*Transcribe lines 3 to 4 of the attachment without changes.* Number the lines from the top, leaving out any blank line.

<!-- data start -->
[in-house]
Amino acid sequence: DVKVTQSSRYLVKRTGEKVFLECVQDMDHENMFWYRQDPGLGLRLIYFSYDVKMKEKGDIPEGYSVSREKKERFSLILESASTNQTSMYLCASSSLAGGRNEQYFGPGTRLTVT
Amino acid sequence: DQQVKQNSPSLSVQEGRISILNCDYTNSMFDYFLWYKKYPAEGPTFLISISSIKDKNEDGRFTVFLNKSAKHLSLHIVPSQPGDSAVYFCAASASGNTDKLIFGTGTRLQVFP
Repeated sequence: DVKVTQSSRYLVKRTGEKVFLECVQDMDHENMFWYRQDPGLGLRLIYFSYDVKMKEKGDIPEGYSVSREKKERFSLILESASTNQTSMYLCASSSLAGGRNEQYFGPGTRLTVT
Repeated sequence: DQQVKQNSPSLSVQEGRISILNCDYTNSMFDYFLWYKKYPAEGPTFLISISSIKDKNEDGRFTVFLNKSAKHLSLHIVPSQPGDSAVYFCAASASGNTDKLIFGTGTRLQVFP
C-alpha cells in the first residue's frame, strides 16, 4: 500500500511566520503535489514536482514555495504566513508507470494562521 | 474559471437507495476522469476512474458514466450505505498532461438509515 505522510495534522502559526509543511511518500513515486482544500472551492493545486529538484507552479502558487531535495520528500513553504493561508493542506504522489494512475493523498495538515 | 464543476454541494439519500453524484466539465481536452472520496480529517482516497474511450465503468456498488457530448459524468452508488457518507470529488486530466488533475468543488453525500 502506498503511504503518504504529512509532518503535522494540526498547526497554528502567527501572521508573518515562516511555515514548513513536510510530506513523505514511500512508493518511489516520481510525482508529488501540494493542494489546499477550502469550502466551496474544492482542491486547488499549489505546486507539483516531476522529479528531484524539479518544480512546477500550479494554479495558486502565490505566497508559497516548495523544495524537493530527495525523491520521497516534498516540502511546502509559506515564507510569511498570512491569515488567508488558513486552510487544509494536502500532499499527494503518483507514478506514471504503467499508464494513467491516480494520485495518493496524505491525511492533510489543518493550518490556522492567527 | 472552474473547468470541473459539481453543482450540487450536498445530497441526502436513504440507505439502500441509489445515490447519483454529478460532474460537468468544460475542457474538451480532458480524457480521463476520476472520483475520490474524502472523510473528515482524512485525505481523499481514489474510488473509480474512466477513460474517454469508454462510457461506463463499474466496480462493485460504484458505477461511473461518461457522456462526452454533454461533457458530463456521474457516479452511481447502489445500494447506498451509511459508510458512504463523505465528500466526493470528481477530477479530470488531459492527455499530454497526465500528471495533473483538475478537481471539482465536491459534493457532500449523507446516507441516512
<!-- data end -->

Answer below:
Amino acid sequence: DQQVKQNSPSLSVQEGRISILNCDYTNSMFDYFLWYKKYPAEGPTFLISISSIKDKNEDGRFTVFLNKSAKHLSLHIVPSQPGDSAVYFCAASASGNTDKLIFGTGTRLQVFP
Repeated sequence: DVKVTQSSRYLVKRTGEKVFLECVQDMDHENMFWYRQDPGLGLRLIYFSYDVKMKEKGDIPEGYSVSREKKERFSLILESASTNQTSMYLCASSSLAGGRNEQYFGPGTRLTVT